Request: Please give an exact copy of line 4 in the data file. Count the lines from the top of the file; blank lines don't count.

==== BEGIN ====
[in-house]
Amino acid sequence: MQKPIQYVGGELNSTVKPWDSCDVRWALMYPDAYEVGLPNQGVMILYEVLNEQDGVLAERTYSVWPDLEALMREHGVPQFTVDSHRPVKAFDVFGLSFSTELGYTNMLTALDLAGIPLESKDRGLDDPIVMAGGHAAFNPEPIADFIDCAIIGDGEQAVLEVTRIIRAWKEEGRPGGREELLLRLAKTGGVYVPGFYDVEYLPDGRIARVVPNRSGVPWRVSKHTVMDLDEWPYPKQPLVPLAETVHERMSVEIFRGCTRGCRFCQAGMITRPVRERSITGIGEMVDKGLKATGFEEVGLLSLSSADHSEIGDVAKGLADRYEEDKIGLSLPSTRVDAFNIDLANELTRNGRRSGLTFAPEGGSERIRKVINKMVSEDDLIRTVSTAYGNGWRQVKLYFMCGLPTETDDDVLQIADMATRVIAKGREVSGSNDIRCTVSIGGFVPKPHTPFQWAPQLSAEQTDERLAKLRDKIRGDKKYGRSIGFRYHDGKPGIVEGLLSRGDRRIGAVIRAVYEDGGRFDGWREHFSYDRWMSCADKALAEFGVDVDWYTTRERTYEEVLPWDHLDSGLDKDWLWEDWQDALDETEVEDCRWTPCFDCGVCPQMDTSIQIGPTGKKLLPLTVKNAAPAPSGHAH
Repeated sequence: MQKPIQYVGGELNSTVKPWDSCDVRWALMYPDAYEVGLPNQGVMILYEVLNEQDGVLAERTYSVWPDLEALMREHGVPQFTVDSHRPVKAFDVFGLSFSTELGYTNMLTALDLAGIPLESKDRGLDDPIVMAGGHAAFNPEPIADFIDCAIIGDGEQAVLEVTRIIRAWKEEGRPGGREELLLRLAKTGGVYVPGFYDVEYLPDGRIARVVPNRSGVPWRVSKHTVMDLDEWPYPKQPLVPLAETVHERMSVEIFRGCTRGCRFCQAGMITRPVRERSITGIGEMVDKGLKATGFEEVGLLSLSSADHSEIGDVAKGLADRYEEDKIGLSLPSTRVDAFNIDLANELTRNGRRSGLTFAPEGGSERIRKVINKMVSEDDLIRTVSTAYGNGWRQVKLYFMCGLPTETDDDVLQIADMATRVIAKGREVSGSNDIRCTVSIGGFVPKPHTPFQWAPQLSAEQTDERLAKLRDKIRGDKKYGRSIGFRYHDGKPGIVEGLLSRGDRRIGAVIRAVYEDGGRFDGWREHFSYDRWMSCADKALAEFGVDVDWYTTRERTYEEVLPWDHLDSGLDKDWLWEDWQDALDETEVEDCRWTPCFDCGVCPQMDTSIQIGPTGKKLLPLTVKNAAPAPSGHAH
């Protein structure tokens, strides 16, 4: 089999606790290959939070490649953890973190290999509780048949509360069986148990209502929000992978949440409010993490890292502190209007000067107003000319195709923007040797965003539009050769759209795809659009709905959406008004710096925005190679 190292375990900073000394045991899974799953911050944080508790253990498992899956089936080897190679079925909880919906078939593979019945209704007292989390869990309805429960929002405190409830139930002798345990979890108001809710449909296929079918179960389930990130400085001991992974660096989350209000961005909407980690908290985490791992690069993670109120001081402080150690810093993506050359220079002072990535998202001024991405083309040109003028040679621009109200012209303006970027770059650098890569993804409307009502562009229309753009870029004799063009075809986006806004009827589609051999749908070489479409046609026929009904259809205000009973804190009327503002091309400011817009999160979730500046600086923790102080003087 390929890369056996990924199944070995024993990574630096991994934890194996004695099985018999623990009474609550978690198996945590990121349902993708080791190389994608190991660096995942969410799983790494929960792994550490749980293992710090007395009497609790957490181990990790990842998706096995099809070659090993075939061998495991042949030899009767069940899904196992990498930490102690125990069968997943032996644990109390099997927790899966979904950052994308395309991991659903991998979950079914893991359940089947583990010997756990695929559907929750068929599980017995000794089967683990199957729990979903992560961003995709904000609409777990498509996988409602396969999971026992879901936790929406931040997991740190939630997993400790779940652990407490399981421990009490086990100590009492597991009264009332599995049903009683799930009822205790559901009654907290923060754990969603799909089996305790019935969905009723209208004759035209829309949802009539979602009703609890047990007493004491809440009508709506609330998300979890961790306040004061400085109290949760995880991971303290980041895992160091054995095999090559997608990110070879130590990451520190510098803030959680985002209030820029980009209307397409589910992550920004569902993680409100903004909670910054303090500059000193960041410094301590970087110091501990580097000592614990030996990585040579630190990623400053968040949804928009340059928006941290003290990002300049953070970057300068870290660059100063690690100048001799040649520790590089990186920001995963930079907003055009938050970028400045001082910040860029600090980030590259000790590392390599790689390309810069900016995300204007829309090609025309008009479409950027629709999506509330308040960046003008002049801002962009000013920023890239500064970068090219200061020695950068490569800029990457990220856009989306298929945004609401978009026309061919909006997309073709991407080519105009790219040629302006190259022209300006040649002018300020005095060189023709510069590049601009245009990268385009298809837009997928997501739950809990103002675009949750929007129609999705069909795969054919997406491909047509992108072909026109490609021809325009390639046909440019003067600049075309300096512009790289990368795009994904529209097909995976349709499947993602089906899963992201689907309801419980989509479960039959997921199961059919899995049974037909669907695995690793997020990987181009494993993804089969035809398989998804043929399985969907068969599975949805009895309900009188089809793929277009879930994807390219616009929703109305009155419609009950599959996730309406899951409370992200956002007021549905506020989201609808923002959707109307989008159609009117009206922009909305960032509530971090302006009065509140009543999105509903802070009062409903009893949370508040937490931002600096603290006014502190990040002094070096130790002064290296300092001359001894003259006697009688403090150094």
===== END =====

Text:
């Protein structure tokens, strides 16, 4: 089999606790290959939070490649953890973190290999509780048949509360069986148990209502929000992978949440409010993490890292502190209007000067107003000319195709923007040797965003539009050769759209795809659009709905959406008004710096925005190679 190292375990900073000394045991899974799953911050944080508790253990498992899956089936080897190679079925909880919906078939593979019945209704007292989390869990309805429960929002405190409830139930002798345990979890108001809710449909296929079918179960389930990130400085001991992974660096989350209000961005909407980690908290985490791992690069993670109120001081402080150690810093993506050359220079002072990535998202001024991405083309040109003028040679621009109200012209303006970027770059650098890569993804409307009502562009229309753009870029004799063009075809986006806004009827589609051999749908070489479409046609026929009904259809205000009973804190009327503002091309400011817009999160979730500046600086923790102080003087 390929890369056996990924199944070995024993990574630096991994934890194996004695099985018999623990009474609550978690198996945590990121349902993708080791190389994608190991660096995942969410799983790494929960792994550490749980293992710090007395009497609790957490181990990790990842998706096995099809070659090993075939061998495991042949030899009767069940899904196992990498930490102690125990069968997943032996644990109390099997927790899966979904950052994308395309991991659903991998979950079914893991359940089947583990010997756990695929559907929750068929599980017995000794089967683990199957729990979903992560961003995709904000609409777990498509996988409602396969999971026992879901936790929406931040997991740190939630997993400790779940652990407490399981421990009490086990100590009492597991009264009332599995049903009683799930009822205790559901009654907290923060754990969603799909089996305790019935969905009723209208004759035209829309949802009539979602009703609890047990007493004491809440009508709506609330998300979890961790306040004061400085109290949760995880991971303290980041895992160091054995095999090559997608990110070879130590990451520190510098803030959680985002209030820029980009209307397409589910992550920004569902993680409100903004909670910054303090500059000193960041410094301590970087110091501990580097000592614990030996990585040579630190990623400053968040949804928009340059928006941290003290990002300049953070970057300068870290660059100063690690100048001799040649520790590089990186920001995963930079907003055009938050970028400045001082910040860029600090980030590259000790590392390599790689390309810069900016995300204007829309090609025309008009479409950027629709999506509330308040960046003008002049801002962009000013920023890239500064970068090219200061020695950068490569800029990457990220856009989306298929945004609401978009026309061919909006997309073709991407080519105009790219040629302006190259022209300006040649002018300020005095060189023709510069590049601009245009990268385009298809837009997928997501739950809990103002675009949750929007129609999705069909795969054919997406491909047509992108072909026109490609021809325009390639046909440019003067600049075309300096512009790289990368795009994904529209097909995976349709499947993602089906899963992201689907309801419980989509479960039959997921199961059919899995049974037909669907695995690793997020990987181009494993993804089969035809398989998804043929399985969907068969599975949805009895309900009188089809793929277009879930994807390219616009929703109305009155419609009950599959996730309406899951409370992200956002007021549905506020989201609808923002959707109307989008159609009117009206922009909305960032509530971090302006009065509140009543999105509903802070009062409903009893949370508040937490931002600096603290006014502190990040002094070096130790002064290296300092001359001894003259006697009688403090150094």